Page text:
Siberiade (1979)

2001: Blondsongs, Gasroads and Fogsex

Inexplicably this is compared to “Doctor Zhivago,” I suppose because there are Russian revolutionaries. Egad. The films couldn’t be more different.

This is inspired by “2001.” Equally inexplicably, “Solaris” is called the Russian 2001 because. Heck, because it has space hardware. Jees.

The structure of “2001” is its reason to be, a fight among three narrative perspectives. We never know who wins: the human, machine or divine. Each is presented in a way that could be interpreted to subsume the others, and we are never grounded. Its sublime, each level above the other in a sort of Escher narrative.

This is the same, very deliberately so. We have the same three: we have the human story of sex, love community and how that embraces everything, Miss Marplewise. We have the “machine” or the revolution and its apparatus, some figurative and some literal. And we have the mystical energy and laws of nature, which are deliberate, clear, pervasive here.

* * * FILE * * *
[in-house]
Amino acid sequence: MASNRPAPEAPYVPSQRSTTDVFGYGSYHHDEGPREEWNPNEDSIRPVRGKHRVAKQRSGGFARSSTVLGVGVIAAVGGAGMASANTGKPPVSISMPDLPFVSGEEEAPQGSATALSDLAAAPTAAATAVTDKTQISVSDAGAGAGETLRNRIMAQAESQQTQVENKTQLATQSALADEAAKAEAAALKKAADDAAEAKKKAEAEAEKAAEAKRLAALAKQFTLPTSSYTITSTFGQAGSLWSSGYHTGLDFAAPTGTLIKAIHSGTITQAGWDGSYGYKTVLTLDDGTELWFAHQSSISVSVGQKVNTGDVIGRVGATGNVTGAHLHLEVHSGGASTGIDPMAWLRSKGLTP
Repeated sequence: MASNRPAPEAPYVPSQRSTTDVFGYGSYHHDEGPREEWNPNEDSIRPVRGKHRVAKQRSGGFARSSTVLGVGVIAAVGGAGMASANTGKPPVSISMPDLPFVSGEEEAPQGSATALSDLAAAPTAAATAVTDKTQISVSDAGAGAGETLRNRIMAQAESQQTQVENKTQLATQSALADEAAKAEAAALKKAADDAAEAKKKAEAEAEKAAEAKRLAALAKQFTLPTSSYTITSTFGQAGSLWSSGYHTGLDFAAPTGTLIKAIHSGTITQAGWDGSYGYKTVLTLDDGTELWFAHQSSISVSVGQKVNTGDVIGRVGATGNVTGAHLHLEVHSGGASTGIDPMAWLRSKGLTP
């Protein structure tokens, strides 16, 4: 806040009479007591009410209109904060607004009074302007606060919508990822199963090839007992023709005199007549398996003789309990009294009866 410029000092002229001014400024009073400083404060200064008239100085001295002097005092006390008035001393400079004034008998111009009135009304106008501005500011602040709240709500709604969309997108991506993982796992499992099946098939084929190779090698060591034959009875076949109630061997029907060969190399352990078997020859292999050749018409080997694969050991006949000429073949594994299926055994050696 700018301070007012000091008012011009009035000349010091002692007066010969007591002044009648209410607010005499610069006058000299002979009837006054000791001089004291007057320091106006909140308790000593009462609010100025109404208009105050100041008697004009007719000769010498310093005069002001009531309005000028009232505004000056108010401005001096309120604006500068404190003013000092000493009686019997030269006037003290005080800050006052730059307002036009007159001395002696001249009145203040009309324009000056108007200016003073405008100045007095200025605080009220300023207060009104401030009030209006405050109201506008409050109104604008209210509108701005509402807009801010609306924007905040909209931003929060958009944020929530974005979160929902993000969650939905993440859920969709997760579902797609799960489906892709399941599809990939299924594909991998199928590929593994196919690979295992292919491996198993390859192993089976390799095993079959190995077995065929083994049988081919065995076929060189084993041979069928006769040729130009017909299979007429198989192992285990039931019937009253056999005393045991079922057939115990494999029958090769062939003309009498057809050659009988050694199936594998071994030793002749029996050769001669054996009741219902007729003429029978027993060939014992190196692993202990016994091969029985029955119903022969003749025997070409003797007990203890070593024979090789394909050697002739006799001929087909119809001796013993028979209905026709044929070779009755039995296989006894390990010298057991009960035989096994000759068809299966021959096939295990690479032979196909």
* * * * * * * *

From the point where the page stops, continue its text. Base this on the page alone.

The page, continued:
(If there is something particularly skilful in this project cinematically, it is how this mystical mist pervades.)

It is not at all as deft in the balance as Kubrick’s masterpiece. But you can see the three climbing over each other, and the standoff presented at the end.

It is a long slog, and you’ll have to wade through overly optimistic celebrations of revolutionary purpose. But its rewarding in a sort of Polish (meaning dreamy) way.

On a second viewing, I have to remark on how the fundamental nature of this is different from most else that I watch.

I’m particularly sensitive to the fact that most every element that I see in every film project is a matter of market forces. An artist can modulate within that pull, but never really escape the sender-receiver dynamic. This film differs in the way that some monumental architecture does from what surrounds it.

In the soviet system, you pay your dues and prove that you are a worthy artist. That means of course that you have to satisfy the artistic bureaucracy, the nature of which one can only imagine. But once you achieve some level of power, you become a dilettante, with amazing reach. Everything we see here is because it was envisioned to be so, quite apart from what we normally have to deal with in the “free” world.

It is the inversion that is striking. This film really is perfect in many ways. You can see that every frame and nuance is the way the filmmaker wants it regardless of whether he thinks people care. I didn’t care much, because the thing is as soulless as most other Soviet art. But its very clean, and big and sentimental.

And it is different, and that’s a welcome shower.

Ted’s Evaluation — 3 of 3: Worth watching.

IMDB

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